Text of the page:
Wednesday, October 26, 2016


Otto, the self-driving semi-trailer company acquired by Uber, has made its first commercial delivery. Meanwhile Uber is launching its software product UberFreight, which seeks to match cargo with trucks and drivers (just as regular Uber matches drivers and fares).

I don't know if these particular efforts will be successful. Uber has the resources to deliver here, but they might be beaten by other companies. Nevertheless, these are signals of the world that is slowly emerging and I'm still trying to wrap my head around it all.

Consider also-
That's just a taste, the trend is pretty clear. Every form of vehicle is being converted to self-driving variants. Not just Google's car, but planes, ships, and cars, and new categories (such as that little grocery delivery bot, as well as small flying drones) are emerging too. And trains will too, I'm sure. Further, the regulatory and liability hurdles that are faced by UAVs (by which I mean everything from an unmanned autonomous 5lb drone to an unmanned autonomous ultra-large container vessel) with human passengers are much lessened for freight vehicles, so they will probably emerge into commercial applicability first. Commercial operators also have fewer emotional connections with their operations, so they won't hold onto human-operated vehicles out of nostalgia. As soon the cost-benefit numbers are there the transition will be swift.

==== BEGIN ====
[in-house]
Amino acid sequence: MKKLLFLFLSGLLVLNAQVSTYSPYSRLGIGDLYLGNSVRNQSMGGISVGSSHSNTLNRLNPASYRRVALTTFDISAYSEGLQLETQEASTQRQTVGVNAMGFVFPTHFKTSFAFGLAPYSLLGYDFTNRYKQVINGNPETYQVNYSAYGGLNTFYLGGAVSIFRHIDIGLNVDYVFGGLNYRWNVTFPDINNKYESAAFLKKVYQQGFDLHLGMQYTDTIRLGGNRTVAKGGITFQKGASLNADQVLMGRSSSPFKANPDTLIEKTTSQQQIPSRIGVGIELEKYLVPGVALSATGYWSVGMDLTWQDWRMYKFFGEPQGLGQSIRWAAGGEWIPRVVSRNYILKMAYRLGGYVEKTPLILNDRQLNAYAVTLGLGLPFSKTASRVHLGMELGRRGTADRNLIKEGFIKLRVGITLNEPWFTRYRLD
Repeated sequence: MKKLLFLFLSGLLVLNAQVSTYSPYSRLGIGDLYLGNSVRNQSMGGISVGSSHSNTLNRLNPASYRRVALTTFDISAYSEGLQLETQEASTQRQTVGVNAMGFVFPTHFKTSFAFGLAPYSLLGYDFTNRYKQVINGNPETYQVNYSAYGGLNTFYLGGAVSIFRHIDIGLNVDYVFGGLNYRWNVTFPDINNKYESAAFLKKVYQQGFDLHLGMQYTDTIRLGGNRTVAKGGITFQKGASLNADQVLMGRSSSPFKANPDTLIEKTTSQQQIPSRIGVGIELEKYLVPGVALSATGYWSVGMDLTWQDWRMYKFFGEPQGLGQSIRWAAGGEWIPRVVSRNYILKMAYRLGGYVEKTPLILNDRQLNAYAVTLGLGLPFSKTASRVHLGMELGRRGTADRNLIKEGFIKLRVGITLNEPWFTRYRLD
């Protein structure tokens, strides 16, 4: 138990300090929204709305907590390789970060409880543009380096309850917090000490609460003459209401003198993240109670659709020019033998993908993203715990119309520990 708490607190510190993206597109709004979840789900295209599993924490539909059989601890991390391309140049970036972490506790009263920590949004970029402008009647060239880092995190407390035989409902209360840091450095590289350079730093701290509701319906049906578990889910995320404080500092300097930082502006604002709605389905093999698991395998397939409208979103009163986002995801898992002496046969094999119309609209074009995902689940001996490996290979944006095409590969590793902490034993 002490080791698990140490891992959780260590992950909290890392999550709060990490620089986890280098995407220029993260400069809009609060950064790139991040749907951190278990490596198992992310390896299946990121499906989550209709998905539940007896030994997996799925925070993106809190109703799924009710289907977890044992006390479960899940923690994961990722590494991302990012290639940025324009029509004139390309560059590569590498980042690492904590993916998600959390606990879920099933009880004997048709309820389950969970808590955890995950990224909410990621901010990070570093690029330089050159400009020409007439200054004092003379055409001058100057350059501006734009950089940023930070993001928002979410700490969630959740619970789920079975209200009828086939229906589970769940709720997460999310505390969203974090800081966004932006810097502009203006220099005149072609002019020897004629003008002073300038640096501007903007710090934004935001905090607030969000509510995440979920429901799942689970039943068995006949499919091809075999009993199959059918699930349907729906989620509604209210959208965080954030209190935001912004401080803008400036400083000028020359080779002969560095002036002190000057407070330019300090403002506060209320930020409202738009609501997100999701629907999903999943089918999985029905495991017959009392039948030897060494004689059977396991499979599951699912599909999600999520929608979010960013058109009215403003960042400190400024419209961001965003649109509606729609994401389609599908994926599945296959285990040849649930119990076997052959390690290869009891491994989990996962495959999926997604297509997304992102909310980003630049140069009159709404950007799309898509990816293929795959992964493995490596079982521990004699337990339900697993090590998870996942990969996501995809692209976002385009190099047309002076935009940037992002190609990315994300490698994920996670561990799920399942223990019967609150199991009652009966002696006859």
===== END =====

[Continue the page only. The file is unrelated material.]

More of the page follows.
It's hard to overstate how huge this is. Freight shipping defines the global economy. Anything that lowers the costs of shipping, reduces time, and/or increases volume will have knock-on effects throughout the economy as markets expand in scope and local specialization deepens. The Roman Empire was built on its roads and its control of the Mediterranean. The British Empire was built on its control of the oceans, and consequent trade via tall ship (and later steam ship) between Europe, the New World, and Asia. Container shipping is an ongoing revolution as container ships get ever larger. These changes were all inflection points in the integration of the global economy, and UAVs are going to be another one.

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